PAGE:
When the defendants returned later on in the evening, Mr Laidlaw explained to the jury that the thieves had disconnected the rear lights of their vehicle “so that in any pursuit along the dark country lanes they could literally disappear into the night”.
Mr Laidlaw then explained what happened after the unmarked police vehicle and SEAT Toledo met on the country road: “Jessie Cole removed the loop of strapping from the handlebars of the quad bike”.
Mr Laidlaw pointed out that, at this stage, “the defendants would not have been able to see into the BMW and identify the occupants in the front seats from their uniforms as police officers”.
The court heard how Jessie Cole tried getting into the rear nearside (passenger side) door of the SEAT car.
He failed to do so because Henry Long in the driving seat had started to drive off, mounting the verge, to drive around the police BMW.
Taking that route meant that it was the passenger side of the SEAT which was closest to the nearside of the police car, and to PC Harper, who was the front passenger.
It was at this moment that PC Shaw activated the police car’s blue and white emergency lights.
Mr Laidlaw said: “Switching on the blue and white emergency lights put beyond doubt (if there had been any) that the occupants of the BMW were police officers”.
Jessie Cole, having failed to get into the SEAT, and with the police car’s blue and white emergency lights now flashing, then ran along the offside (the driver’s side) of the police car towards his car which by now had rounded the police car.
The cars were now boot to boot.
Almost simultaneously, PC Harper left the police car and began to run to the rear of the BMW and towards the SEAT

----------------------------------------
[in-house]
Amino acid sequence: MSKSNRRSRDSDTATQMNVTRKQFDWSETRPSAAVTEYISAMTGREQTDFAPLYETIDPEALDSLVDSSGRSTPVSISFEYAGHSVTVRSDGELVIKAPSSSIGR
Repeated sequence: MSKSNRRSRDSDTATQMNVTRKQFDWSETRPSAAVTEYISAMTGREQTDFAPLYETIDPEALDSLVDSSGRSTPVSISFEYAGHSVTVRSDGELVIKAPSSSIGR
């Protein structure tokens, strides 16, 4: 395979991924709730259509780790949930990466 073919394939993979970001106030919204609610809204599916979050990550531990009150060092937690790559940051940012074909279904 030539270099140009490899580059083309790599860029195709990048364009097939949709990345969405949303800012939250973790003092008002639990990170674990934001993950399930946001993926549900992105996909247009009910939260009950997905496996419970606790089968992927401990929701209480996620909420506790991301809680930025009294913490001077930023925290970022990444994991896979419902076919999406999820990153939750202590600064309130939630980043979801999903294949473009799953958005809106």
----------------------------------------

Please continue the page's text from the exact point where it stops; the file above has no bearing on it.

Mr Laidlaw told the court: “Illuminated by the rear lights of the police car, as well as by the pulsating blue and white emergency lights, certainly, Jessie Cole and probably the driver and passenger in the SEAT could not have failed to have seen PC Harper (who was within feet of him) and to have realised he was a police officer in full uniform.
“Indeed, PC Harper very nearly grabbed him.
“But such was Cole’s desperation to flee with the others, he dived through one of the passenger side windows of the car, which was open on the side where Albert Bowers was sitting”.
With Jessie Cole now in the car, Henry Long floored the accelerator to make good their escape.
It was at this point that PC Harper’s feet became entangled in the strap that was now trailing behind the SEAT.
Mr Laidlaw explained to the court: “The quite terrible result was that as the driver, Henry Long, sped off, PC Harper was lassoed around his ankles by the loop of the strap.
“It will be obvious to you all that none of the defendants could possibly have intended that that should happen.
“But the prosecution case is that it must have been very quickly obvious to Henry Long, who was after all at the wheel of the car, that the vehicle was now dragging somebody.
“PC Harper stood over six feet tall and he weighed about 90kgs (just over 14 stone).
“And all three defendants – from what they had seen and the exchange of words which would have undoubtedly taken place between them – would have known it must be the police officer from the BMW who had become entangled in the strap.